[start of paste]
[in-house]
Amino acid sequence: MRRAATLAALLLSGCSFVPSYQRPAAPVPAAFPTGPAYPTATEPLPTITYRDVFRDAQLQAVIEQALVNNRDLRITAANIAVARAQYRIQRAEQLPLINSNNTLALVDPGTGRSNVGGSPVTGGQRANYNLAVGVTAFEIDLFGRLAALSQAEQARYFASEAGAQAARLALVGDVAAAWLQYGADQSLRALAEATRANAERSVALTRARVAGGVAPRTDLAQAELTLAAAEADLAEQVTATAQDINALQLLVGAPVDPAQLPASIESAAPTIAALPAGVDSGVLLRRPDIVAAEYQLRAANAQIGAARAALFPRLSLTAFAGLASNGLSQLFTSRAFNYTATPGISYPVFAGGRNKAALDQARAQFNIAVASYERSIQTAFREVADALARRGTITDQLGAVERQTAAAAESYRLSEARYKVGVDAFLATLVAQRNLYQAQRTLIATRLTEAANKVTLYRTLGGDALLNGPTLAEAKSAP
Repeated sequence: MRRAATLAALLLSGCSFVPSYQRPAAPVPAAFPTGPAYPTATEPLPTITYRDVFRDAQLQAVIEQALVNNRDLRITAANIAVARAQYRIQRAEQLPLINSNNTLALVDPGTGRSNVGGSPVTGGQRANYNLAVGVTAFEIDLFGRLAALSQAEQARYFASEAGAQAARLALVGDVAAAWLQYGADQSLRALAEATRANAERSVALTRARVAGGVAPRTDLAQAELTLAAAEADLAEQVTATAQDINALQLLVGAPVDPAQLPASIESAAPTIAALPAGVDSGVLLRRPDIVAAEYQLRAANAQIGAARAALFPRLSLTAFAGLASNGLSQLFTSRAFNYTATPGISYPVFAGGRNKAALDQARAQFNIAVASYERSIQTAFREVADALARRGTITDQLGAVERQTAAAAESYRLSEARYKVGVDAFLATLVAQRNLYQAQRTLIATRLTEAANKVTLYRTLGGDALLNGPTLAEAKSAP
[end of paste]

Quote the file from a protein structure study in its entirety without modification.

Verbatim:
[in-house]
Amino acid sequence: MRRAATLAALLLSGCSFVPSYQRPAAPVPAAFPTGPAYPTATEPLPTITYRDVFRDAQLQAVIEQALVNNRDLRITAANIAVARAQYRIQRAEQLPLINSNNTLALVDPGTGRSNVGGSPVTGGQRANYNLAVGVTAFEIDLFGRLAALSQAEQARYFASEAGAQAARLALVGDVAAAWLQYGADQSLRALAEATRANAERSVALTRARVAGGVAPRTDLAQAELTLAAAEADLAEQVTATAQDINALQLLVGAPVDPAQLPASIESAAPTIAALPAGVDSGVLLRRPDIVAAEYQLRAANAQIGAARAALFPRLSLTAFAGLASNGLSQLFTSRAFNYTATPGISYPVFAGGRNKAALDQARAQFNIAVASYERSIQTAFREVADALARRGTITDQLGAVERQTAAAAESYRLSEARYKVGVDAFLATLVAQRNLYQAQRTLIATRLTEAANKVTLYRTLGGDALLNGPTLAEAKSAP
Repeated sequence: MRRAATLAALLLSGCSFVPSYQRPAAPVPAAFPTGPAYPTATEPLPTITYRDVFRDAQLQAVIEQALVNNRDLRITAANIAVARAQYRIQRAEQLPLINSNNTLALVDPGTGRSNVGGSPVTGGQRANYNLAVGVTAFEIDLFGRLAALSQAEQARYFASEAGAQAARLALVGDVAAAWLQYGADQSLRALAEATRANAERSVALTRARVAGGVAPRTDLAQAELTLAAAEADLAEQVTATAQDINALQLLVGAPVDPAQLPASIESAAPTIAALPAGVDSGVLLRRPDIVAAEYQLRAANAQIGAARAALFPRLSLTAFAGLASNGLSQLFTSRAFNYTATPGISYPVFAGGRNKAALDQARAQFNIAVASYERSIQTAFREVADALARRGTITDQLGAVERQTAAAAESYRLSEARYKVGVDAFLATLVAQRNLYQAQRTLIATRLTEAANKVTLYRTLGGDALLNGPTLAEAKSAP